2.2.6 Electro-Thermal Coupling

As it was shown in the previous sections, the temperature is nearly always involved in parasitic effects and the temperature is mostly a result of electrical load. However, the temperature is a natural result of a system which dissipates power since it represents the change of the internal energy of the system as previously presented at the beginning of this chapter.

A common modeling approach for the heat source term in electro-magnetic systems can be expressed by (2.88) as

$\displaystyle {H_{\mathrm{th}}}{=}{\mathbf{{E}}} \cdot {\mathbf{{J}}} + {\mathb...
...tial}_{t}}{\mathbf{{D}}} + {\mathbf{{H}}} \cdot {{\partial}_{t}}{\mathbf{{B}}},$ (2.97)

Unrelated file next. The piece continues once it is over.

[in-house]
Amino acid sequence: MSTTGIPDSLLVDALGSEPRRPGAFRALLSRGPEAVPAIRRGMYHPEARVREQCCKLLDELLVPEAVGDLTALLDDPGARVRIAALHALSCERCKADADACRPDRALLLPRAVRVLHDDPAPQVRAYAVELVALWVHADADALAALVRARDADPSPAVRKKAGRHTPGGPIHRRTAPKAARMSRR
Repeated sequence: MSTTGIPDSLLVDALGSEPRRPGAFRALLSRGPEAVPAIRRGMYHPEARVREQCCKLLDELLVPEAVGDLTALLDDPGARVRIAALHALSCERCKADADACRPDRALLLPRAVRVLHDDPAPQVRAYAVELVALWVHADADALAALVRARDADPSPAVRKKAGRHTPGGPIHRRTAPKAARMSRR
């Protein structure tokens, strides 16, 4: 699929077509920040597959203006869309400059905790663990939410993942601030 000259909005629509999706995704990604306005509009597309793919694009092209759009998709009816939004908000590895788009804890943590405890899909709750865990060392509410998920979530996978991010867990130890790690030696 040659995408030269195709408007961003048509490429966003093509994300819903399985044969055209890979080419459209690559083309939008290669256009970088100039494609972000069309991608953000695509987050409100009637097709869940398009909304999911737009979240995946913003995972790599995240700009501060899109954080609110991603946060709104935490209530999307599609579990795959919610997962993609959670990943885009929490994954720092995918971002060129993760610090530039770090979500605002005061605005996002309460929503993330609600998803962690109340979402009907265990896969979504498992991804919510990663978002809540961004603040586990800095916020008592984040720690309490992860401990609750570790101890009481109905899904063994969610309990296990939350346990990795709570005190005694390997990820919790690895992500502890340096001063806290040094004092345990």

where the first term shows the power loss density according to the applied electric field, where the second and the third terms present the internal power density of the electric and magnetic field, respectively.

This rigorous determination of the power density $ {H_{\mathrm{th}}}$ couples the electro-magnetic and the thermal subsystems yields (2.9). For special materials which show for instance PELTIER2.25 and SEEBECK effects, equation (2.97) has to be appropriately expanded by introducing an additional term accounting for these effects as proposed in [61,66] and reads

$\displaystyle - \mu^{\mathrm{th}} {\mathbf{{J}}} \cdot {{\boldmath {\nabla}}}{T},$ (2.98)

where the THOMSON coefficient $ \mu^{\mathrm{th}}$ is defined by

$\displaystyle \mu^{\mathrm{th}} {=}T {\frac{\partial{P_{\mathrm{th}}}}{\partial{T}}},$ (2.99)

using the thermopower coefficient $ P_{\mathrm{th}}$ , which is determined by the change of the contact voltage with respect to the temperature change [72]

$\displaystyle P_{\mathrm{th}}{=}{\frac{\partial{V_{\mathrm{c}}}}{\partial{T}}}.$ (2.100)

Stefan Holzer 2007-11-19